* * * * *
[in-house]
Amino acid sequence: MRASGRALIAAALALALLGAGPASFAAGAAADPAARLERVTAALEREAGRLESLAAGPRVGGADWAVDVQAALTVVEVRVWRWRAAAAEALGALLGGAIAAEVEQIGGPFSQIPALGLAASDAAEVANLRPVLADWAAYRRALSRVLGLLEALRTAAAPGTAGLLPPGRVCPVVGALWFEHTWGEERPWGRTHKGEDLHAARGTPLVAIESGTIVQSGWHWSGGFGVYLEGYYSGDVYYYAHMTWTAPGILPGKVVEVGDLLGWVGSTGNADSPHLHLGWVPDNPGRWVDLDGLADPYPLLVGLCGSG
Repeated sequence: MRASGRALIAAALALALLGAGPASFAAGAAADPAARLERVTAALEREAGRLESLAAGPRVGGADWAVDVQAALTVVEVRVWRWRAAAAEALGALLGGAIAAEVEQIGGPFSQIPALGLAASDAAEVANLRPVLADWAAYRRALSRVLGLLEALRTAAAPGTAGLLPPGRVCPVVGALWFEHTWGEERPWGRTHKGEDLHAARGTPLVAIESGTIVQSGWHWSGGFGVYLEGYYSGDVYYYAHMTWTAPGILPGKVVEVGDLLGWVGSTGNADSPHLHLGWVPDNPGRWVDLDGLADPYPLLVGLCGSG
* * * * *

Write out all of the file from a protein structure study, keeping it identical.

[in-house]
Amino acid sequence: MRASGRALIAAALALALLGAGPASFAAGAAADPAARLERVTAALEREAGRLESLAAGPRVGGADWAVDVQAALTVVEVRVWRWRAAAAEALGALLGGAIAAEVEQIGGPFSQIPALGLAASDAAEVANLRPVLADWAAYRRALSRVLGLLEALRTAAAPGTAGLLPPGRVCPVVGALWFEHTWGEERPWGRTHKGEDLHAARGTPLVAIESGTIVQSGWHWSGGFGVYLEGYYSGDVYYYAHMTWTAPGILPGKVVEVGDLLGWVGSTGNADSPHLHLGWVPDNPGRWVDLDGLADPYPLLVGLCGSG
Repeated sequence: MRASGRALIAAALALALLGAGPASFAAGAAADPAARLERVTAALEREAGRLESLAAGPRVGGADWAVDVQAALTVVEVRVWRWRAAAAEALGALLGGAIAAEVEQIGGPFSQIPALGLAASDAAEVANLRPVLADWAAYRRALSRVLGLLEALRTAAAPGTAGLLPPGRVCPVVGALWFEHTWGEERPWGRTHKGEDLHAARGTPLVAIESGTIVQSGWHWSGGFGVYLEGYYSGDVYYYAHMTWTAPGILPGKVVEVGDLLGWVGSTGNADSPHLHLGWVPDNPGRWVDLDGLADPYPLLVGLCGSG